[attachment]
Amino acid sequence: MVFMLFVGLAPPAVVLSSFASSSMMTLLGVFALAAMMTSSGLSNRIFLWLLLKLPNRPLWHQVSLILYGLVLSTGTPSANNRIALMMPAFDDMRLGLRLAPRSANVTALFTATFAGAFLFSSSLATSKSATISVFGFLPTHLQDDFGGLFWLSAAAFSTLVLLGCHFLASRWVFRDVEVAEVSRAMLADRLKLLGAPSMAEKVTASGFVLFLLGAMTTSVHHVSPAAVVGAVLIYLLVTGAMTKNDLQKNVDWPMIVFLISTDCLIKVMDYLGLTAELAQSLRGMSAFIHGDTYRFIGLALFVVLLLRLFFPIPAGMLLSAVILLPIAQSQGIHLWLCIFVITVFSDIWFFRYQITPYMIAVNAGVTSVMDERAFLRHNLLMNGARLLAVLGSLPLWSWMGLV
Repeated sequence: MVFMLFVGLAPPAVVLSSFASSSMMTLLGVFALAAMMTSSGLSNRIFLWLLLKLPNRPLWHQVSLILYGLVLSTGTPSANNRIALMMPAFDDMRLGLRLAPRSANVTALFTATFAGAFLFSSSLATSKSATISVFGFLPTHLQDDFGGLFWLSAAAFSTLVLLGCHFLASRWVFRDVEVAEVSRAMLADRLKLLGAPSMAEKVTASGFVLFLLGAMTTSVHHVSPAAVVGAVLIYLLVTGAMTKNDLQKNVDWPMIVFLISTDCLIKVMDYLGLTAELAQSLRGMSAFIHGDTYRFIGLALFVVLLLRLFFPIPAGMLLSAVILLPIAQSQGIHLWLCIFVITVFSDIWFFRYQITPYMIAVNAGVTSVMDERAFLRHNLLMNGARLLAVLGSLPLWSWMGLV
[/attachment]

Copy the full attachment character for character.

Amino acid sequence: MVFMLFVGLAPPAVVLSSFASSSMMTLLGVFALAAMMTSSGLSNRIFLWLLLKLPNRPLWHQVSLILYGLVLSTGTPSANNRIALMMPAFDDMRLGLRLAPRSANVTALFTATFAGAFLFSSSLATSKSATISVFGFLPTHLQDDFGGLFWLSAAAFSTLVLLGCHFLASRWVFRDVEVAEVSRAMLADRLKLLGAPSMAEKVTASGFVLFLLGAMTTSVHHVSPAAVVGAVLIYLLVTGAMTKNDLQKNVDWPMIVFLISTDCLIKVMDYLGLTAELAQSLRGMSAFIHGDTYRFIGLALFVVLLLRLFFPIPAGMLLSAVILLPIAQSQGIHLWLCIFVITVFSDIWFFRYQITPYMIAVNAGVTSVMDERAFLRHNLLMNGARLLAVLGSLPLWSWMGLV
Repeated sequence: MVFMLFVGLAPPAVVLSSFASSSMMTLLGVFALAAMMTSSGLSNRIFLWLLLKLPNRPLWHQVSLILYGLVLSTGTPSANNRIALMMPAFDDMRLGLRLAPRSANVTALFTATFAGAFLFSSSLATSKSATISVFGFLPTHLQDDFGGLFWLSAAAFSTLVLLGCHFLASRWVFRDVEVAEVSRAMLADRLKLLGAPSMAEKVTASGFVLFLLGAMTTSVHHVSPAAVVGAVLIYLLVTGAMTKNDLQKNVDWPMIVFLISTDCLIKVMDYLGLTAELAQSLRGMSAFIHGDTYRFIGLALFVVLLLRLFFPIPAGMLLSAVILLPIAQSQGIHLWLCIFVITVFSDIWFFRYQITPYMIAVNAGVTSVMDERAFLRHNLLMNGARLLAVLGSLPLWSWMGLV